Rick Pluta

Reporter / Producer - Michigan Public Radio Network

Rick Pluta has been covering Michigan’s Capitol, government, and politics since 1987. His journalism background includes stints with UPI, The Elizabeth (NJ) Daily Journal, The (Pontiac, MI) Oakland Press, and WJR. He is also a lifelong public radio listener.

Rick was one of the first Michigan political reporters to write about “pay-to-play” fundraising, and the controversies surrounding recognition of same-sex relationships. He broke the news that Gov. John Engler was planning a huge juvenile justice overhaul that included adult-time-for-adult-crime sentencing, and has continued to report since then on the effects of that policy decision.

He co-hosts the weekly segment “It’s Just Politics” on Michigan Radio with Zoe Clark.

Rick is fascinated by the game of politics, and the grand plans and human foibles that go into policy-making. You will never find him ice-fishing.

Follow him on Twitter at @rickpluta

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Politics
3:53 pm
Wed December 14, 2011

Michigan Governor Snyder signs bill eliminating some "driver responsibility" fees

Governor Rick Snyder has signed bills to eliminate the fees charged to drivers convicted of driving without a license or insurance.

The $150 or $200 fees had to paid for two years on top of any other fines assessed for the infractions.

Critics say the fees were not fair, and encouraged some people to continue driving without a license or mandatory insurance coverage.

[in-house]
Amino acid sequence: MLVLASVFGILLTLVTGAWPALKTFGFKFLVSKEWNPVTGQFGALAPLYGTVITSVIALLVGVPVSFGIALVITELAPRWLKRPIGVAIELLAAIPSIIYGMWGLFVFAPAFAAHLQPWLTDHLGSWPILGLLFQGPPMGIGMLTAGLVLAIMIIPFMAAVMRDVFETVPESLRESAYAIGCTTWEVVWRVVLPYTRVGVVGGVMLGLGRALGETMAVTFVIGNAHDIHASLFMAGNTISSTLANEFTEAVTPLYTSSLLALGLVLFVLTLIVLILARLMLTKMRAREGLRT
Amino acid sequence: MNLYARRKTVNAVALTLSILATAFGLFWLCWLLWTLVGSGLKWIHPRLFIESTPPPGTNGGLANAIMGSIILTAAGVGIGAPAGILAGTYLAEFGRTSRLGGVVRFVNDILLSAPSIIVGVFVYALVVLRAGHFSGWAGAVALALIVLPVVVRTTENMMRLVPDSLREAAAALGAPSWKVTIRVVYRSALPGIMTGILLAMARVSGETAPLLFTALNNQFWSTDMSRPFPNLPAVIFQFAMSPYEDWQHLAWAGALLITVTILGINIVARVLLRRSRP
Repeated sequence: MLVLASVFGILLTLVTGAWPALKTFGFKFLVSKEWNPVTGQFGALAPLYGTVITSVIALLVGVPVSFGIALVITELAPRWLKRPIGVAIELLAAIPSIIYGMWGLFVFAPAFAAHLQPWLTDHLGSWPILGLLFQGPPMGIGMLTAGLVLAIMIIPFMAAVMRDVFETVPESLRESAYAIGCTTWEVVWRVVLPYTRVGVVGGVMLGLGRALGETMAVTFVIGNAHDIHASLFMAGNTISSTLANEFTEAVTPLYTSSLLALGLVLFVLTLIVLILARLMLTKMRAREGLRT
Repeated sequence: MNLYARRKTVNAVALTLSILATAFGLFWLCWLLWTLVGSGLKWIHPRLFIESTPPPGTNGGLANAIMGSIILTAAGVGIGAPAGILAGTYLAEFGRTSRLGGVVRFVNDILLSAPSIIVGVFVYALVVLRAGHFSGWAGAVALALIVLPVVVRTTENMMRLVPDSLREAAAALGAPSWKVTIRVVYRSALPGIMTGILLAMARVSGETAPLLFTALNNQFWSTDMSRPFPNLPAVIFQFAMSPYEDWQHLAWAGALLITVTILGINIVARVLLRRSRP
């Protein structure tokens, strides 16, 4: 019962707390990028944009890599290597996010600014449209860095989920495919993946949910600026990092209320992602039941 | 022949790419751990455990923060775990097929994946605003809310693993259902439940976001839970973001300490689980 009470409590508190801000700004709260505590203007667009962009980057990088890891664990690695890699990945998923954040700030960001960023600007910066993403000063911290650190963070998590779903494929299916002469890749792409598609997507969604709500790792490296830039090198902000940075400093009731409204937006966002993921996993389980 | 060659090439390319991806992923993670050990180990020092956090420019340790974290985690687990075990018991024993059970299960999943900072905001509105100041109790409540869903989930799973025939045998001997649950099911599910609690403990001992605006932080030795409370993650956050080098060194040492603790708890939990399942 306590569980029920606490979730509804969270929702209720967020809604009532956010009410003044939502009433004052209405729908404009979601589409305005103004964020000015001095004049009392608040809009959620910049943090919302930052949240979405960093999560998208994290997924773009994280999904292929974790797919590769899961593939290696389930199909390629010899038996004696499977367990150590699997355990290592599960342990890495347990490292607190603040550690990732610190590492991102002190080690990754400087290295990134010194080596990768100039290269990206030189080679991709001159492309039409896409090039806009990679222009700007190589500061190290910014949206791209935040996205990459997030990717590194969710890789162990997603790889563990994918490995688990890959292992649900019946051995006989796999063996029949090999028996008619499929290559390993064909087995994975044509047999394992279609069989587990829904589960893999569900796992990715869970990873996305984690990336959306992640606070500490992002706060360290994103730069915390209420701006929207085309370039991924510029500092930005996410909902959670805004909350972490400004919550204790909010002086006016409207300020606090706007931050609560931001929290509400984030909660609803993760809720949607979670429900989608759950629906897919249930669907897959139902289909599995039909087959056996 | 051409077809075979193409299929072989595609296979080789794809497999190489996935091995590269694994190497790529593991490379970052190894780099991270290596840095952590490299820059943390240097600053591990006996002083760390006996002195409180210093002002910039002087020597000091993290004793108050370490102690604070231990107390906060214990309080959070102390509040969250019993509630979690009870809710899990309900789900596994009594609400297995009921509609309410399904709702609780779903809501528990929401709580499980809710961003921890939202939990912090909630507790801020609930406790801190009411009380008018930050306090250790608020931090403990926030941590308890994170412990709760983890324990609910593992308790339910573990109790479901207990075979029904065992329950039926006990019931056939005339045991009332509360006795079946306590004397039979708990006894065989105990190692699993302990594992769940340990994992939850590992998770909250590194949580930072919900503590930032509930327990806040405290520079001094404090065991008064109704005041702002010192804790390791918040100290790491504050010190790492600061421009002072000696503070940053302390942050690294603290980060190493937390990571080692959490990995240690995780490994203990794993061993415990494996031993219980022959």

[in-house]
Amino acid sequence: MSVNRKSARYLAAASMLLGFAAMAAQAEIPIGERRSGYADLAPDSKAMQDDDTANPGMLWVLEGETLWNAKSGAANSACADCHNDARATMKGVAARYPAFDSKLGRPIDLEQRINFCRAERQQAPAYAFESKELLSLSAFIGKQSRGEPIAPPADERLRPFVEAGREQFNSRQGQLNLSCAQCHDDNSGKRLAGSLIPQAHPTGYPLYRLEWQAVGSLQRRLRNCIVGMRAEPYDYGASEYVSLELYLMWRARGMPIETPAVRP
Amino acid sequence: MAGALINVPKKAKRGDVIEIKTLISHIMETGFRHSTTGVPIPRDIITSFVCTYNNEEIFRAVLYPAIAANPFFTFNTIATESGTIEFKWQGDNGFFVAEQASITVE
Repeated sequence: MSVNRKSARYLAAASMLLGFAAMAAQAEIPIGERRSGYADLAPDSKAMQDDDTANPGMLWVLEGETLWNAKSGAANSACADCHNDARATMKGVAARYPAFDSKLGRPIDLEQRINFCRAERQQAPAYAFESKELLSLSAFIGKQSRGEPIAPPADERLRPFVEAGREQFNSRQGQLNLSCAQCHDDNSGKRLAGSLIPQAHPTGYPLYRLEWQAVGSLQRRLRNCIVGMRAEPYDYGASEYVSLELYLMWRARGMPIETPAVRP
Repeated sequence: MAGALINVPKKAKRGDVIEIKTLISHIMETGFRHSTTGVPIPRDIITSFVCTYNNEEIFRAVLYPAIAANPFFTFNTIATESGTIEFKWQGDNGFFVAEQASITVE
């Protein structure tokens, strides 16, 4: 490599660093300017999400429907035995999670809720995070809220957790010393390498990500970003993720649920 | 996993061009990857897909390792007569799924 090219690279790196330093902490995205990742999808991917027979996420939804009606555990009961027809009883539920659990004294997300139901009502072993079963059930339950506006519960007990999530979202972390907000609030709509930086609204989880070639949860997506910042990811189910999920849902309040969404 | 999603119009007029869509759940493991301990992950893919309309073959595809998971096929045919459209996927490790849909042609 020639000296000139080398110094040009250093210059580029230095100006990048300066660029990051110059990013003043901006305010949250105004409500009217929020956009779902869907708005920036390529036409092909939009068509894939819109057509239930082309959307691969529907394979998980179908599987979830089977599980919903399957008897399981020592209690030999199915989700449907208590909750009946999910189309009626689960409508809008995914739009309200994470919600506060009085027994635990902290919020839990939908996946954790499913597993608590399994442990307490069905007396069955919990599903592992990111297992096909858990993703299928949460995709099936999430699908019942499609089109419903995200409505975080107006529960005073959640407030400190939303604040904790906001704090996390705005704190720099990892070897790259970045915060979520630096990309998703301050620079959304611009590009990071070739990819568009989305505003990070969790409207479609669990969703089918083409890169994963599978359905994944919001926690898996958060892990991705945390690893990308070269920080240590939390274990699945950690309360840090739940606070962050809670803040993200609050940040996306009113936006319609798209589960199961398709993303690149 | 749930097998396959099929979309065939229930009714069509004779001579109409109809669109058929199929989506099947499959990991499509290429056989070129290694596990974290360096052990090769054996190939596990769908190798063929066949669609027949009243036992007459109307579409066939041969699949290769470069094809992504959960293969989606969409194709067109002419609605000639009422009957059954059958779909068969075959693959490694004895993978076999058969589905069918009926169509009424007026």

The fees generated somewhere between $8 and $13 million a year to help balance the state budget.

There is a movement in the Legislature to eliminate driver responsibility fees for some more-serious offenses, such as drunk driving, but it would cost the state money it cannot replace.

Jobs
2:43 pm
Wed December 14, 2011

Michigan's unemployment rate falls to 9.8 percent in November

Michigan's unemployment rate fell by eight-tenths of a percentage point last month to 9.8 percent. This is the first time since November of 2008 that Michigan's jobless rate has dropped below 10 percent. The national November unemployment rate is 8.6 percent.

The jobless rate fell by eight-tenths of a percentage point in November. That’s a sharp drop and much of it was due to new hiring. But retail was the only sector to show significant growth from month to month and much of the decline is also due to about 19,000 fewer people in the workforce competing for available jobs. All told, there are still about 457,000 people in Michigan without jobs and looking for work.